Juan Jose Martinez Matos confessed to killing Lopez Mercado and earlier this month was sentenced to 99 years in prison.

The e-mail from Oscar Lopez included a statement from Latino Commission on AIDS President Guillermo Chacon, who urged his fellow Puerto Ricans to fight the violence by working to end homophobia, transphobia and all kinds of discrimination.

Chacon said: “I urge the Latino community to be united as one voice and with our personal actions reject any type of homophobia, transphobia and discrimination. We are one family; we must pursue the well-being of all our members. We must address homophobia and transphobia by putting a stop to the jokes, slurs, discrimination and hatred faced by our LGBT brothers and sisters, not just in Puerto Rico but across the entire country. Hatred and violence are never the answer.”

—  admin

'Family Guy': Funny or just plain offensive?

MothersDay_AnimatedShows_R2_fGuyFYou wanna see the trans community really pissed off, you can forget about Israel Luna’s transploitation film — look no further than last night’s “Family Guy.”

The animated series, which is historically very gay-friendly while also being patently offensive to gay people (for instance: Baby Stewie is clearly gay, while they have songs that mock AIDS) went all-out hateful against the trans community in last night’s episode, “Quagmire’s Dad.”

In the ep, womanizing neighbor Quagmire introduced everyone to his dad, a heroic veteran who announced he is having sexual reassignment surgery.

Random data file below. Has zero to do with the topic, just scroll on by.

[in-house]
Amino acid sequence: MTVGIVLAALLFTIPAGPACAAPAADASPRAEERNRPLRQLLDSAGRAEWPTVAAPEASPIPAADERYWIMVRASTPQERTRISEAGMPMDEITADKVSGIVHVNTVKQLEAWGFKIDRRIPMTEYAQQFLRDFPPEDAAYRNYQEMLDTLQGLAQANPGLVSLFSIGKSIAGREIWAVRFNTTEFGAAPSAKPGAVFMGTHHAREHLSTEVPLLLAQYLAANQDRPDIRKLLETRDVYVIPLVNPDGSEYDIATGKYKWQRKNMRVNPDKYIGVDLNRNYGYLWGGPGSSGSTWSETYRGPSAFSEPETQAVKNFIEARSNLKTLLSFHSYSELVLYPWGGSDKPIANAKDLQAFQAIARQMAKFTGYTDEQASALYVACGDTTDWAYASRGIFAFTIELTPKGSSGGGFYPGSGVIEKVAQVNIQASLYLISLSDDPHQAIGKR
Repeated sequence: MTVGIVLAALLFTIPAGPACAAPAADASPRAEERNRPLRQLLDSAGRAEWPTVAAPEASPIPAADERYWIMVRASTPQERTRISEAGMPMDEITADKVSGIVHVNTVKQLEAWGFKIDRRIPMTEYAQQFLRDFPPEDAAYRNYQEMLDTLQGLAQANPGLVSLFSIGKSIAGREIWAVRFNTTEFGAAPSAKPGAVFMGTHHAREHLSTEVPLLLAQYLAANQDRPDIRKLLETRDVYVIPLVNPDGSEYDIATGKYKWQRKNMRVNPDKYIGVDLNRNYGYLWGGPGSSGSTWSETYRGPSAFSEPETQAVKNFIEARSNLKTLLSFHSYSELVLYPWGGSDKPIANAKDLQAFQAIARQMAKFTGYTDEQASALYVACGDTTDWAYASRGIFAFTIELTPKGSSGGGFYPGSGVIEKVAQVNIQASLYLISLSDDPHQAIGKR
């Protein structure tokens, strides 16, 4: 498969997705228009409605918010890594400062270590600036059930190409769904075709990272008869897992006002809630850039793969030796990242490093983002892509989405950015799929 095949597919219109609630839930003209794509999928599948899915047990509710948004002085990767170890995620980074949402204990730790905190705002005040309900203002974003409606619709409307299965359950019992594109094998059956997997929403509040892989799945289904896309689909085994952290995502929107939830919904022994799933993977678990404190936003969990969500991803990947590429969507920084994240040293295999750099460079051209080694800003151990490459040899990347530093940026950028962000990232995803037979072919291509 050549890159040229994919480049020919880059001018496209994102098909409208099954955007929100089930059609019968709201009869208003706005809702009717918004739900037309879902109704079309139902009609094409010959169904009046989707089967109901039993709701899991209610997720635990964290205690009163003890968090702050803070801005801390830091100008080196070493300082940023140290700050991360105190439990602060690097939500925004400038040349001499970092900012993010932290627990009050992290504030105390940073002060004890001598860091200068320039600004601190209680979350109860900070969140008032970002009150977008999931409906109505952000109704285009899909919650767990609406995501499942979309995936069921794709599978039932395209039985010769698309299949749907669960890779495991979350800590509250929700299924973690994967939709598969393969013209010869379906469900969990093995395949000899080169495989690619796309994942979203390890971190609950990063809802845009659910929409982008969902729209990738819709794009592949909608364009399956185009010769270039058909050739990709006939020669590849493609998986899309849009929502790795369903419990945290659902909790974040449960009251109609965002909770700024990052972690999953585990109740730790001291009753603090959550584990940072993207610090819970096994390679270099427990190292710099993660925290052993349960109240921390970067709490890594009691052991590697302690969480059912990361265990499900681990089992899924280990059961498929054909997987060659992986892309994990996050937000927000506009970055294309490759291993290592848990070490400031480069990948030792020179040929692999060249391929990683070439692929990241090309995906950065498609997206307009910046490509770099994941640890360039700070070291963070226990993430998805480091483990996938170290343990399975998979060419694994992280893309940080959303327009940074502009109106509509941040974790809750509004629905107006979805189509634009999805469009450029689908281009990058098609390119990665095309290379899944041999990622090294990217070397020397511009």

At first, the jokes are silly but funny-ish about the discomfort people have with transgenders. (“Do you miss your penis?” someone asks.) But the discomfort escalates, especially after Brian the dog has sex with the post-op woman, and upon learning she was trans, violently vomits for 29 seconds. That’s a long time on TV. And there’s no coda at the end, no “let’s make up and be friends” apologia.

But really, should we be surprised? Animated series like “Family Guy” and especially “South Park” have long pushed boundaries of good taste and political correctness.  I think it’s possible to just take the episode as another “ah, well, they have no sacred cows.” But I can imagine the trans community being up in arms.

What does everyone think: Humor we just accept as legitimate satire? Or line-crossing insensitive claptrap?

You can watch the episode here.

—  Arnold Wayne Jones

DART accused of transphobia

Judge reversed order after transit agency fought longtime employee’s gender-marker change last year

John Wright | News Editor
wright@dallasvoice.com

TRANS FRIENDLY? | Judge Lynn Cherry, right, is shown alongside drag performer Chanel during Stonewall Democrats’ 2008 holiday party at the Round-Up Saloon. A few months later, Cherry ruled against a transgender DART employee and overturned a gender-marker change. (John Wright/Dallas Voice)

DART stands accused of bigotry and transphobia after attorneys for the local transit agency intervened in family court last year to challenge a gender-marker change granted to an employee.